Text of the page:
Endocarditis is a deadly heart infection that disproportionately affects older heart patients. Hospitalizations for endocarditis have declined in recent years despite recommendations for limited use of antibiotics to prevent the illness. These findings were recently published by Yale School of Medicine researchers in the Journal of the American College of Cardiology.
Endocarditis is the most serious infection of the cardiovascular system, and the risk increases with surgical procedures. Past studies showed a marked increase in endocarditis hospitalization rates during the 1990s. As a preventative measure, many clinicians routinely prescribed antibiotics before dental procedures, and gastrointestinal and other types of surgeries.
While endocarditis risk factors, such as rheumatic heart disease, have declined recently, the risk has increased for those with cardiac pacemakers and prosthetic valves. In addition, the American Heart Association narrowed the use of antibiotics for endocarditis to only a subgroup of patients undergoing dental procedures.
In light of these changes, the Yale research team, led by first author Behnood Bikdeli, M.D., postdoctoral associate in cardiovascular medicine at the Yale Center for Outcomes Research and Evaluation, assessed the annual rates of endocarditis hospitalization and the related outcomes among 262,658 Medicare patients aged 65 and older from 1999 through 2010.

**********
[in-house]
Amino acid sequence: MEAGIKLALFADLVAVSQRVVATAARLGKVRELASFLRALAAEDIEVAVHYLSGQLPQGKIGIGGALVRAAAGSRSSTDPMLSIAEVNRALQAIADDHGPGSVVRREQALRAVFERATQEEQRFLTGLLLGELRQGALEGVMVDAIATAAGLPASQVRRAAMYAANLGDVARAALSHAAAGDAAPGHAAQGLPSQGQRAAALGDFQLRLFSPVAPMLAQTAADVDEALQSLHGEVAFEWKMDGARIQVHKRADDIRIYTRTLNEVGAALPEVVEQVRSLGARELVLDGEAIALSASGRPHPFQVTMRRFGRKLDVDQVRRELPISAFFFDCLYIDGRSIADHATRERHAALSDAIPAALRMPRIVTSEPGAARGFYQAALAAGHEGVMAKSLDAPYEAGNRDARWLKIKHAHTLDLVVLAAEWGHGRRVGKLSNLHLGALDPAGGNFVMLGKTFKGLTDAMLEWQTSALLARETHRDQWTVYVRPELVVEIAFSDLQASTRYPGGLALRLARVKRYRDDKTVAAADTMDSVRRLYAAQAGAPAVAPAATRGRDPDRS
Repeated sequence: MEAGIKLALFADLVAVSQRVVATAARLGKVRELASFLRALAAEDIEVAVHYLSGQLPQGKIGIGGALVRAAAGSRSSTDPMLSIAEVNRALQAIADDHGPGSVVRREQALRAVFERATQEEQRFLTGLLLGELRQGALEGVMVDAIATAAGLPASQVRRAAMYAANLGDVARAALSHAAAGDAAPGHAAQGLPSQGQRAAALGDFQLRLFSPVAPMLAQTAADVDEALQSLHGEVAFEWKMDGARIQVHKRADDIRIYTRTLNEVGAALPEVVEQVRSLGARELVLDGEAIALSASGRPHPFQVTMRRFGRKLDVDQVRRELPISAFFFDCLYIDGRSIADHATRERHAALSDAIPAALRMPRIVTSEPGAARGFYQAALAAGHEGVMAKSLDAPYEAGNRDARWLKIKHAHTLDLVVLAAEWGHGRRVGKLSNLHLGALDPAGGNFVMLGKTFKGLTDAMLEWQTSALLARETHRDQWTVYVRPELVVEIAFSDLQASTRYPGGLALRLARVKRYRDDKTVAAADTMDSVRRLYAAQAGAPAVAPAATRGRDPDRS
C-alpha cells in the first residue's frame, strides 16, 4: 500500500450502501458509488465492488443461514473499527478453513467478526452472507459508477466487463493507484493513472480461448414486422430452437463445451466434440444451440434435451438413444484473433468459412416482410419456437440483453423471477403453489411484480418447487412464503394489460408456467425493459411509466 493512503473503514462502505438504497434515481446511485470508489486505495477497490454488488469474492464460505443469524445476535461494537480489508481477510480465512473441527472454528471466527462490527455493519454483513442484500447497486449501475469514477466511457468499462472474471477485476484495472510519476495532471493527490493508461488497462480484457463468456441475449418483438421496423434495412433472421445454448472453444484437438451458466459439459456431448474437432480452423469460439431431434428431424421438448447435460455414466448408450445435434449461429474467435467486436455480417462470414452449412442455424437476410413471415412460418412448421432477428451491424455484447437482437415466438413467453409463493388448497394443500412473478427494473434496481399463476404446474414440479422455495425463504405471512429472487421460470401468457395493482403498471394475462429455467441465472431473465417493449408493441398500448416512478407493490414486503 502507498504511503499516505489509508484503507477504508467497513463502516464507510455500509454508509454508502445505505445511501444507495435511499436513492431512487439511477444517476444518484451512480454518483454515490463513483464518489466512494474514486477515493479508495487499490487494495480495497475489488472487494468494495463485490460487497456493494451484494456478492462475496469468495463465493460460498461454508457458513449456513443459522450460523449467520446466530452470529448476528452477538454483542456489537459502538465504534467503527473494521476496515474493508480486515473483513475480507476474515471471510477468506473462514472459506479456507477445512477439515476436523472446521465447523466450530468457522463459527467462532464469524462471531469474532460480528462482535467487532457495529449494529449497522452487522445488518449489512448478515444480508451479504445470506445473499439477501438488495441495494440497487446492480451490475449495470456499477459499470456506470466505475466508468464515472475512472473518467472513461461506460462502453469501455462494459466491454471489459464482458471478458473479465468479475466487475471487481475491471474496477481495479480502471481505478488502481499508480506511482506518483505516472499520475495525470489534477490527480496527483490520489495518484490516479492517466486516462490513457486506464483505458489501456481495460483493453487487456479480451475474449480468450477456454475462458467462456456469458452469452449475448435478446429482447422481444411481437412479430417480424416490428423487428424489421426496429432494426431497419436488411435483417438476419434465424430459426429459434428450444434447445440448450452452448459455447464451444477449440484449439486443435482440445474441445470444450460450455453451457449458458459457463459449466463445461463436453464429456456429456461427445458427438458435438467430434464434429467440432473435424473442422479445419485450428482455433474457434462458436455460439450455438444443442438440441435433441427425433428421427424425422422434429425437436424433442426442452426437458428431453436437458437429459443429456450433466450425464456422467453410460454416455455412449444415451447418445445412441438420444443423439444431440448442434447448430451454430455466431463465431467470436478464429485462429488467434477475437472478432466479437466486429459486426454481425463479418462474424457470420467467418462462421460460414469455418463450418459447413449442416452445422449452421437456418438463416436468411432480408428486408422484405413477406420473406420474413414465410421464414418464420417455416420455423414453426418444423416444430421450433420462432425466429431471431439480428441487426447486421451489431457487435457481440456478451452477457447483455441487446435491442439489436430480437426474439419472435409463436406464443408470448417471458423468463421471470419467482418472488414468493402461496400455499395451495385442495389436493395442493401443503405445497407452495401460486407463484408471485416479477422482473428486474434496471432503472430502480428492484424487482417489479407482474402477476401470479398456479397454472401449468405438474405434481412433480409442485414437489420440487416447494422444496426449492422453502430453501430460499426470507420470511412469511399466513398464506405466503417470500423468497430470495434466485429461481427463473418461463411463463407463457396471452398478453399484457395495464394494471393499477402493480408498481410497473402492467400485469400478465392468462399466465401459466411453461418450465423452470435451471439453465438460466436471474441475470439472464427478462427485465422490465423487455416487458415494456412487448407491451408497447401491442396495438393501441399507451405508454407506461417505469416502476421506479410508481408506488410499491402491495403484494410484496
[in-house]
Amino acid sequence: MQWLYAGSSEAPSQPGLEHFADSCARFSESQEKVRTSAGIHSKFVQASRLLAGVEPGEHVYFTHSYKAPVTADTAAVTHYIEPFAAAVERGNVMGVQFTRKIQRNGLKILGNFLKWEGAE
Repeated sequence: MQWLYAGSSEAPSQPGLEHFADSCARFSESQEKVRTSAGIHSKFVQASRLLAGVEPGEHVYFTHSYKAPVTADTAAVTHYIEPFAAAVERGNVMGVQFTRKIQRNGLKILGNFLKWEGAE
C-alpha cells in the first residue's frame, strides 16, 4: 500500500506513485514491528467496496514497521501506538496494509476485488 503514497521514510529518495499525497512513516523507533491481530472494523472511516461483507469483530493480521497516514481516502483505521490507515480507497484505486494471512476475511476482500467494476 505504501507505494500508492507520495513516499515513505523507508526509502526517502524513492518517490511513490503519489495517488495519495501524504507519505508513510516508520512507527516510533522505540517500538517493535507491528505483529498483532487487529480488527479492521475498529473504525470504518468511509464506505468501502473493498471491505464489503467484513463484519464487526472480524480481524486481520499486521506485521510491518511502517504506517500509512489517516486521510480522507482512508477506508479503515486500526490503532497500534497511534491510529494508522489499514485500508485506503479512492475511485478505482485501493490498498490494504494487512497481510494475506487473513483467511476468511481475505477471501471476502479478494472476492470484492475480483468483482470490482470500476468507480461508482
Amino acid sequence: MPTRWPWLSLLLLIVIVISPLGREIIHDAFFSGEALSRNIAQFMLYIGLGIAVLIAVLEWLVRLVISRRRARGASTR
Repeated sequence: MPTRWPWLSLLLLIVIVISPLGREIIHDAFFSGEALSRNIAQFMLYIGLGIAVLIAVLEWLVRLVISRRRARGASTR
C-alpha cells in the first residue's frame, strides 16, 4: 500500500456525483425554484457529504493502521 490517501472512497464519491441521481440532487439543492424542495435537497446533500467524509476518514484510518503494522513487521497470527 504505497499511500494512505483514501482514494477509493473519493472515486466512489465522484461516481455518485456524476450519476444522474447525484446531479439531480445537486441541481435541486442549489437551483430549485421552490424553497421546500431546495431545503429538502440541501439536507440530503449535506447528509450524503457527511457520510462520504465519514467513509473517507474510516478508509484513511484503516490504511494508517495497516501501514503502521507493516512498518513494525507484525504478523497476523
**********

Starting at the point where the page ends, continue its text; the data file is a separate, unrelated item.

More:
The study showed an increase in endocarditis hospitalizations from 1999 to 2005. However from 2006 to 2010, the team saw no increase, but instead noticed a decline. "We were surprised to see reduced rates of endocarditis hospitalizations during this time period," said Bikdeli who is also an internal medicine resident at Yale. "This downward trend was consistent in all major study subgroups, but certain subgroups, including black participants, had higher hospitalization rates and worse outcomes in the study period."
Bikdeli said this racial disparity in outcomes, as well as reasons for the overall decline in hospitalizations, should be investigated further. He added, "We would ideally like to see comparative effectiveness studies, such as randomized trials, to test antibiotics' efficacy, but due to the expense and the minimal potential effects of antibiotics, such a study would be unlikely in the near future. Therefore, surveillance investigations such as ours are particularly important to monitor the disease and outcomes."
"Clinicians should consider the risks and benefits of antibiotic-use on a case-by-case basis and should share the information with their patients for appropriate decision making," Bikdeli concluded.